Page:Folk-lore - A Quarterly Review. Volume 14, 1903.djvu/343

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REVIEWS.

The Three Days' Tournament. A Study in Romance and Folklore. Being an Appendix to the Author's " Legend of Sir Lancelot." By Jessie L. Weston. D. Nutt. 1902.

This addition to Miss Weston's Sir La?icelot is mainly an ampli- fied rendering of Mr. Ward's note on Ipomedon in his Catalogue of Romances (p. 728 sqq^. Hue de Rotelande, the author of Ipomedon (about 1185) refers to Walter Map apparently as a fellow-romancer, though the phrasing is ambiguous : " I am not the only one who knows the art of lying ; Walter Map knows well his part of it." Mr. Ward draws from this the following con- clusions. Walter Map, who is traditionally credited with author- ship of a Lancelot romance, may very possibly have been known to Hue de Rotelande in this capacity. The prose Lancelot con- tains an adventure, the Three Days' Tournament, which is also found in Ipomedon, and the reference to Walter Map by the author of the latter poem can be interpreted without much difficulty as a sort of acknowledgment of debt. The Lancelot of Walter Map may have been a short poem, with the Three Days' Tournament as a chief part of its story, afterwards imitated by Hue de Rote- lande in his Lpo?nedon, and paraphrased in the prose Lancelot which still bears the name of Walter Map as its author.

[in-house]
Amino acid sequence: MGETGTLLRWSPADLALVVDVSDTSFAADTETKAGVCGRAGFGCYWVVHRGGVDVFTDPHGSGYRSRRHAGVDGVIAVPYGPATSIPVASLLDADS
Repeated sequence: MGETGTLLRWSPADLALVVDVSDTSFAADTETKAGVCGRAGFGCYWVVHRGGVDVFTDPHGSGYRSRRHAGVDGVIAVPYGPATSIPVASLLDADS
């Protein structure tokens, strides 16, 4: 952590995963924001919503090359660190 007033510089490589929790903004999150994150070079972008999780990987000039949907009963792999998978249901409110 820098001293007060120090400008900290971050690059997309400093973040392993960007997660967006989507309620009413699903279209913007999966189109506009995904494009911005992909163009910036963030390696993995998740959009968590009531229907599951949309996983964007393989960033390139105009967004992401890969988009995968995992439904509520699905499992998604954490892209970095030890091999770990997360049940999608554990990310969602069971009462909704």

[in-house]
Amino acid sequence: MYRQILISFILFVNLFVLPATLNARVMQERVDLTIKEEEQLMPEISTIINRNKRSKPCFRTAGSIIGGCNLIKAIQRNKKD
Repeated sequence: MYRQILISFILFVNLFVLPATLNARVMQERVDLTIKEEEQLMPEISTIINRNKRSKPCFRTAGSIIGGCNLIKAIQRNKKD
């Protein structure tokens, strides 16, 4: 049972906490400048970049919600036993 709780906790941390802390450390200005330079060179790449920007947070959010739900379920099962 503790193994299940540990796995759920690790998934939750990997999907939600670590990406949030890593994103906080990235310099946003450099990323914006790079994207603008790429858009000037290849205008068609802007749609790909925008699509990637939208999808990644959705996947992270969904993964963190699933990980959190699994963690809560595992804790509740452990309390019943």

Mr. Ward had pointed out the resemblance between the Tourna- ments of Ipomedon and certain adventures repeated in a number of popular tales. "Thus in No. 43 of the Contes Lorrains of Emmanuel Cosquin .... a shepherd boy wins a tournament for a princess, appearing on three successive days in steel, in silver, and in gold armour." Miss Weston follows in the same line, and by comparing some of the adventures of Lancelot with some inci- dents in fairy tales, arrives at an ingenious theory of the early stages of the Lancelot romance. The story which provides most of the resemblances is the Sea Maiden in the West Highland Tales (No. 4). Miss Weston's comparison shows not only that the chief events of this tale are found in the earlier records of Lancelot, but further, that they may possibly explain how Lancelot